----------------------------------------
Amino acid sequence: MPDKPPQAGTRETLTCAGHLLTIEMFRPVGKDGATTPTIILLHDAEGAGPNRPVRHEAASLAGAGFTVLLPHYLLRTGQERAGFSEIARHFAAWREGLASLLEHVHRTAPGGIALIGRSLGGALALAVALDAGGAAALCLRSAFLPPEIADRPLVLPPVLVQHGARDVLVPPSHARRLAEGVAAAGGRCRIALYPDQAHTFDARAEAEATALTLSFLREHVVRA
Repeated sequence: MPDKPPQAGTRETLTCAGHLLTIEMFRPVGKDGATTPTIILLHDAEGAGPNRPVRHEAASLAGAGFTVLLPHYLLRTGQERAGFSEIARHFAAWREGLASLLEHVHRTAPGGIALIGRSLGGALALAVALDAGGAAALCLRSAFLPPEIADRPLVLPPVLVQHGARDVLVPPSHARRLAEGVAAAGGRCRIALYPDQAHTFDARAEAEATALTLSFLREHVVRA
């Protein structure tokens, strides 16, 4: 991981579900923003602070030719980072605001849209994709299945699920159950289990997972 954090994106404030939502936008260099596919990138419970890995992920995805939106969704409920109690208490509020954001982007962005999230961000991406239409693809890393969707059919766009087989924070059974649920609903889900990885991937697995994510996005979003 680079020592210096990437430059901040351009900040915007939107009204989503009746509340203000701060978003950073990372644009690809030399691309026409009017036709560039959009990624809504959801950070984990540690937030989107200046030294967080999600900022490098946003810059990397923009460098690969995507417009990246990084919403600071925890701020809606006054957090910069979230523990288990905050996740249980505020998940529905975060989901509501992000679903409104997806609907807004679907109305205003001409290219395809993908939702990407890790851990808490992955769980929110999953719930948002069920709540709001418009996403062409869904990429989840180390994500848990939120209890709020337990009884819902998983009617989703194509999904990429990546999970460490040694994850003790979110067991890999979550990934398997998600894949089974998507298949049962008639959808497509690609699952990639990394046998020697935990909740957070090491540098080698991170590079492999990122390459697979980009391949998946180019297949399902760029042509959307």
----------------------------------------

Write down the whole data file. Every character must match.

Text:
Amino acid sequence: MPDKPPQAGTRETLTCAGHLLTIEMFRPVGKDGATTPTIILLHDAEGAGPNRPVRHEAASLAGAGFTVLLPHYLLRTGQERAGFSEIARHFAAWREGLASLLEHVHRTAPGGIALIGRSLGGALALAVALDAGGAAALCLRSAFLPPEIADRPLVLPPVLVQHGARDVLVPPSHARRLAEGVAAAGGRCRIALYPDQAHTFDARAEAEATALTLSFLREHVVRA
Repeated sequence: MPDKPPQAGTRETLTCAGHLLTIEMFRPVGKDGATTPTIILLHDAEGAGPNRPVRHEAASLAGAGFTVLLPHYLLRTGQERAGFSEIARHFAAWREGLASLLEHVHRTAPGGIALIGRSLGGALALAVALDAGGAAALCLRSAFLPPEIADRPLVLPPVLVQHGARDVLVPPSHARRLAEGVAAAGGRCRIALYPDQAHTFDARAEAEATALTLSFLREHVVRA
């Protein structure tokens, strides 16, 4: 991981579900923003602070030719980072605001849209994709299945699920159950289990997972 954090994106404030939502936008260099596919990138419970890995992920995805939106969704409920109690208490509020954001982007962005999230961000991406239409693809890393969707059919766009087989924070059974649920609903889900990885991937697995994510996005979003 680079020592210096990437430059901040351009900040915007939107009204989503009746509340203000701060978003950073990372644009690809030399691309026409009017036709560039959009990624809504959801950070984990540690937030989107200046030294967080999600900022490098946003810059990397923009460098690969995507417009990246990084919403600071925890701020809606006054957090910069979230523990288990905050996740249980505020998940529905975060989901509501992000679903409104997806609907807004679907109305205003001409290219395809993908939702990407890790851990808490992955769980929110999953719930948002069920709540709001418009996403062409869904990429989840180390994500848990939120209890709020337990009884819902998983009617989703194509999904990429990546999970460490040694994850003790979110067991890999979550990934398997998600894949089974998507298949049962008639959808497509690609699952990639990394046998020697935990909740957070090491540098080698991170590079492999990122390459697979980009391949998946180019297949399902760029042509959307």